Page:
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Impact of AS on School

Last updated: January 2022

I am currently a university student but first started experiencing AS symptoms during high school.

Being a student is hard enough, but when you mix in having a chronic illness, it makes school even harder.

The unpredictability of AS affects my motivation and productivity for school. When my symptoms are better, I am able to do more and produce better quality grades, as reflected by my marks. However, when my symptoms are worse or when I am experiencing a flare-up, I fall behind and get worse marks.

As a chronically ill student, I need accommodations

These include a reduced course load, extensions for assignments, more time to complete tests and exams, access to course notes and recordings, and permission to get up and stretch during exams to reduce stiffness.

I am registered with the Accessibility Centre at school and my professors are notified of my accommodations at the start of every term. This ensures that I have support whenever I need it.

Most of the time I can manage my symptoms and school without using accommodations. I do this by using pacing techniques, but it is not enough when I am flaring up. That is when I need to use my accommodations.

Because of my worsening symptoms, I had to change my program

I went from doing a four-year Honours degree to a three-year degree without Honours. It was very difficult for me to make this decision. I love learning and going to school and I felt like AS took that away from me. Sometimes I regret not doing the Honours degree, and wish I could just push through and get it done. But I also know that I have to do what is best for my health and taking care of myself is much harder when I am stressing about school.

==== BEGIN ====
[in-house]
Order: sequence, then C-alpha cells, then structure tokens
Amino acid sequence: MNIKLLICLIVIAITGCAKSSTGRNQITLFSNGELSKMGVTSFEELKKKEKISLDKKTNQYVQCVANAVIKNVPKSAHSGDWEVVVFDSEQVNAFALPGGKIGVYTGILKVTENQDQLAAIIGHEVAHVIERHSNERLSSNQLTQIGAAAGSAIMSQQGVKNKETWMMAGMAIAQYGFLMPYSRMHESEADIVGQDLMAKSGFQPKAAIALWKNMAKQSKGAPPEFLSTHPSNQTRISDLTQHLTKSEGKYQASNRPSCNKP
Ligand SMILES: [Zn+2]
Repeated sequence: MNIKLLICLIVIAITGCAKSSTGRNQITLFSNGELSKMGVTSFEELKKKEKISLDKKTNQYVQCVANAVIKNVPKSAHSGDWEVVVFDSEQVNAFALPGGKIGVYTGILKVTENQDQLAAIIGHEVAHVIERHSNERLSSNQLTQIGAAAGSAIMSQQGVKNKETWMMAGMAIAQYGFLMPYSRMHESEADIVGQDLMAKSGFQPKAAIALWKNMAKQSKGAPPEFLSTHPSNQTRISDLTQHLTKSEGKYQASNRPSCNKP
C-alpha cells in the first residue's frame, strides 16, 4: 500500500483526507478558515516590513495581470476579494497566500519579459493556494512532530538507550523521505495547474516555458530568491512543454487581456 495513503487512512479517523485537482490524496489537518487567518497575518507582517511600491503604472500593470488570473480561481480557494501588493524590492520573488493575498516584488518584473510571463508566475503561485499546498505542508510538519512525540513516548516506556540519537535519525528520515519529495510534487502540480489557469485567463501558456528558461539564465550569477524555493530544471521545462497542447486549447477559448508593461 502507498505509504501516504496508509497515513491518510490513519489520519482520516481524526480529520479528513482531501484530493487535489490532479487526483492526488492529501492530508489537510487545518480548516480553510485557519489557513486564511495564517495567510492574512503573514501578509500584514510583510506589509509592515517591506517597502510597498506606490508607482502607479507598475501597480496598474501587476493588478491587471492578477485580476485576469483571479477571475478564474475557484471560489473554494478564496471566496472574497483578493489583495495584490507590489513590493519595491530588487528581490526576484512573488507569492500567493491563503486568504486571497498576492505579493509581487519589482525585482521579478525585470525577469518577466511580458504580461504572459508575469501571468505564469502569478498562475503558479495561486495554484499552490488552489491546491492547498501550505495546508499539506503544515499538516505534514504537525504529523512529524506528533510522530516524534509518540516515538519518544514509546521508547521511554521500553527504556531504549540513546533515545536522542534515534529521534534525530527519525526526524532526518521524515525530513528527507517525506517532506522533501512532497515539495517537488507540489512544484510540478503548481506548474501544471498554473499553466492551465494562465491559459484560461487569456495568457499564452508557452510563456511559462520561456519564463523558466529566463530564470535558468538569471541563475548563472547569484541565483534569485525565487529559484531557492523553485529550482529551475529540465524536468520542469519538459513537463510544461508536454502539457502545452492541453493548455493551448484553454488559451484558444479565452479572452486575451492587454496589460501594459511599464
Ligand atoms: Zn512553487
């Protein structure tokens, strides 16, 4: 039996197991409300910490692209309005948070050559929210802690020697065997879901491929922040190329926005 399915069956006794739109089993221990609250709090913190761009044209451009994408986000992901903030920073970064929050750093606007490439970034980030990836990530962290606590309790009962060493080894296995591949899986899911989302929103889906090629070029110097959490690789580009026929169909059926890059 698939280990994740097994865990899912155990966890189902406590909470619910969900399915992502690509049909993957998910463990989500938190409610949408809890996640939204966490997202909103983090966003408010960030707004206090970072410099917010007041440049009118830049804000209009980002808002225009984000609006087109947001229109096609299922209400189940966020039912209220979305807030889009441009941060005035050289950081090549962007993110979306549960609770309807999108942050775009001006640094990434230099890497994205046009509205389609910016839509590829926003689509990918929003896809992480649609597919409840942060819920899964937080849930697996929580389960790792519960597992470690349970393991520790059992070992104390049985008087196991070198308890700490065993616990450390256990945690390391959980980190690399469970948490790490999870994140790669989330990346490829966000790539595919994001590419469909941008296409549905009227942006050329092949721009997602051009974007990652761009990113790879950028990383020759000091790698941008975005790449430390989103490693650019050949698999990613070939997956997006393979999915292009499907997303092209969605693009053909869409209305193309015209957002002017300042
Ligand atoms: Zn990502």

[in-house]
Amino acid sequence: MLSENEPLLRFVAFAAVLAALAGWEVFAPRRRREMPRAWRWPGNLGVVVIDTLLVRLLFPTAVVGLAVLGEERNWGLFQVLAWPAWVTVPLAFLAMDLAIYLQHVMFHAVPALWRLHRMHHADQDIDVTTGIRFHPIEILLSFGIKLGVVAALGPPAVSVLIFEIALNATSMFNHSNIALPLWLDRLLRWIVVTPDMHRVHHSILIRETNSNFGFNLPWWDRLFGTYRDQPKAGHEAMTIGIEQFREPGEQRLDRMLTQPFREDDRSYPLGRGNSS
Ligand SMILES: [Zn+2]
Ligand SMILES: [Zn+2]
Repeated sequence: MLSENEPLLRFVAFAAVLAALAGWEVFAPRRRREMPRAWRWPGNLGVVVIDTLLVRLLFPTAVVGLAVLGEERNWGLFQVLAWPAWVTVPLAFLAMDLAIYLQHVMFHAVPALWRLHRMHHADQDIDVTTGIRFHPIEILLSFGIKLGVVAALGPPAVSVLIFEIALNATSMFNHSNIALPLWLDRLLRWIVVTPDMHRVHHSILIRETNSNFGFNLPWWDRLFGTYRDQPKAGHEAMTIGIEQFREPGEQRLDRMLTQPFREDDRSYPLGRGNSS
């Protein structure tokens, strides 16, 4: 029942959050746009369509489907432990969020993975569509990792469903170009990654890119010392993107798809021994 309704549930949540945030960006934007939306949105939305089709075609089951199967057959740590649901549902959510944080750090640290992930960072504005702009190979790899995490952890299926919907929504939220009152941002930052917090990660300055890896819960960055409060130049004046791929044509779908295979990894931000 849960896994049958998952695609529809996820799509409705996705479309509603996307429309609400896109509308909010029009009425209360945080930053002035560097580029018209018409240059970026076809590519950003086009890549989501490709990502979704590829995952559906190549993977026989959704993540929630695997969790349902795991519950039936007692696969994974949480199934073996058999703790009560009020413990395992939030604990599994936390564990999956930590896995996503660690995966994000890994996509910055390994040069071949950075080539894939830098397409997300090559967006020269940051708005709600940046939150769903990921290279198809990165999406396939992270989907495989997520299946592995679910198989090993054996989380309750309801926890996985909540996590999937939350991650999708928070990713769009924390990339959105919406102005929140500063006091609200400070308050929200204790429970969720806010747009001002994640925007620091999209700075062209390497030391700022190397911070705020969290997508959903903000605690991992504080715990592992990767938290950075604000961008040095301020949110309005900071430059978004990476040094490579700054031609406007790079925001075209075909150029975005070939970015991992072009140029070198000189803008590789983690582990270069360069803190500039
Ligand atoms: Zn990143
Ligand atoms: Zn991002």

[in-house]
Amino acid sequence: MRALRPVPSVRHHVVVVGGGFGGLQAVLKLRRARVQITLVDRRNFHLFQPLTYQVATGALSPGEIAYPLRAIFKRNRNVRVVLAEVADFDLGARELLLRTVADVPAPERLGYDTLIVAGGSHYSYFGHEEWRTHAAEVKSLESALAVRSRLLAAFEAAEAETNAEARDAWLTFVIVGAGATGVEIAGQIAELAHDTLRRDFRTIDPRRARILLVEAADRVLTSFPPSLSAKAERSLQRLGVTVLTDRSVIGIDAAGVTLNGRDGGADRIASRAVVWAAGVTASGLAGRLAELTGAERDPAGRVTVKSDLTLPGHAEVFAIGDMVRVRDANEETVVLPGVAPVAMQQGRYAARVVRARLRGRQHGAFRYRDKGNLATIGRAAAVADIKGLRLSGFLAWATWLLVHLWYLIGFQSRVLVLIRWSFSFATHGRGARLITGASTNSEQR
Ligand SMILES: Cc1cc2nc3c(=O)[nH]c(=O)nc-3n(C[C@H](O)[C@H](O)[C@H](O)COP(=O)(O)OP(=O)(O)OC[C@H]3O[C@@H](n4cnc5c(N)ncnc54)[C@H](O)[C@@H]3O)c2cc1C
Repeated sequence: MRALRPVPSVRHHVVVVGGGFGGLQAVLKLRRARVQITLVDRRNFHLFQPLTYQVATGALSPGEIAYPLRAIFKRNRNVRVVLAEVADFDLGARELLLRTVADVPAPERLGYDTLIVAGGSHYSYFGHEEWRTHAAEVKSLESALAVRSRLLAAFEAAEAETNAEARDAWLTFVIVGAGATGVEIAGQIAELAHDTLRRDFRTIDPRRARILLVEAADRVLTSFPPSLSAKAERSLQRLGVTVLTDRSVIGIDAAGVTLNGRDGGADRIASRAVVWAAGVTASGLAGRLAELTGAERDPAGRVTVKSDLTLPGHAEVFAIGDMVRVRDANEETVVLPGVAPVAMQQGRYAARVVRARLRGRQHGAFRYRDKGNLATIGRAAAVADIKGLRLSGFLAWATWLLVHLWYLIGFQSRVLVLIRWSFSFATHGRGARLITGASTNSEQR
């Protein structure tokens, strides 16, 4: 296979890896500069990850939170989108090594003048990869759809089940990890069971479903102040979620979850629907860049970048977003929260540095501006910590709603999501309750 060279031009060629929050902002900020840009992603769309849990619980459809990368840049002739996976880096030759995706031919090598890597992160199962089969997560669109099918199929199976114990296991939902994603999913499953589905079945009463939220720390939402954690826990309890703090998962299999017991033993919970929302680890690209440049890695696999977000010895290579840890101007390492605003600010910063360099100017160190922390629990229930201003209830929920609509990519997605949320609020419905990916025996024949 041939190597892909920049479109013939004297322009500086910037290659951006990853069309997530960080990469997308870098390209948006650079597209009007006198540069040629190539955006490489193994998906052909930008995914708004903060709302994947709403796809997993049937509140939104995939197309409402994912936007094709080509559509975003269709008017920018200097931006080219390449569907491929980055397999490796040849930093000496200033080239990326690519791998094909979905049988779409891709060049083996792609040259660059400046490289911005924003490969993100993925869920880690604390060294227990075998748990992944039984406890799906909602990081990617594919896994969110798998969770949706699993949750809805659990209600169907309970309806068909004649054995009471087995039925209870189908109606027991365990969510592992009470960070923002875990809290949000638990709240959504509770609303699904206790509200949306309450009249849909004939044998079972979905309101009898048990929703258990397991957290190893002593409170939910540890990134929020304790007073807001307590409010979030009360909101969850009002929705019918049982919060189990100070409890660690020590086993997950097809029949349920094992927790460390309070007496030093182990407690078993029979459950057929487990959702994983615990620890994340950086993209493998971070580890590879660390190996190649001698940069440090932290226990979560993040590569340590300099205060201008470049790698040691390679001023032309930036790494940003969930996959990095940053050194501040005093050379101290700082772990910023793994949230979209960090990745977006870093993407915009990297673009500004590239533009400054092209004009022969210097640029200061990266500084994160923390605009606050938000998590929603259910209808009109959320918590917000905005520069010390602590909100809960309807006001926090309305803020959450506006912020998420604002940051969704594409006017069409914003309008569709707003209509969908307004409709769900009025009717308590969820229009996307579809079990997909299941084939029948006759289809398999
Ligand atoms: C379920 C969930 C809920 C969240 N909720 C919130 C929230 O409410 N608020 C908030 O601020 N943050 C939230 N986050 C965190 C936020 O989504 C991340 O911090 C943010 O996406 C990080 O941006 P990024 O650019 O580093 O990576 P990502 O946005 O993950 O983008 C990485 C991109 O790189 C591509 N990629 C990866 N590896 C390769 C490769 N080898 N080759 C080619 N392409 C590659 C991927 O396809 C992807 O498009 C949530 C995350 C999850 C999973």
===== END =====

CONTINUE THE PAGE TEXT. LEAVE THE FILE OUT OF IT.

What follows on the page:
Something many people do not realize is that education is largely dependant on health. They have not had to consider that their good health is what allows them to pursue education. However, for me, this is something I think about all the time. Because more often than not, it is the only thing standing in my way.

I am currently exploring treatments with my doctors and if we find something that consistently helps reduce my symptoms, maybe I'll do the Honours. Maybe I'll even do my Master's degree.

If I can get my disease under control, I want to do it

I want to be able to do the things I want to do. However, like all other aspects of my life, it all depends on my health.

But I also know that chronic illness changes how you live. And it's okay to adjust expectations and plans and still live a happy and fulfilling life. I'll be okay regardless.

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This article represents the opinions, thoughts, and experiences of the author; none of this content has been paid for by any advertiser. The AxialSpondyloarthritis.net team does not recommend or endorse any products or treatments discussed herein. Learn more about how we maintain editorial integrity here.

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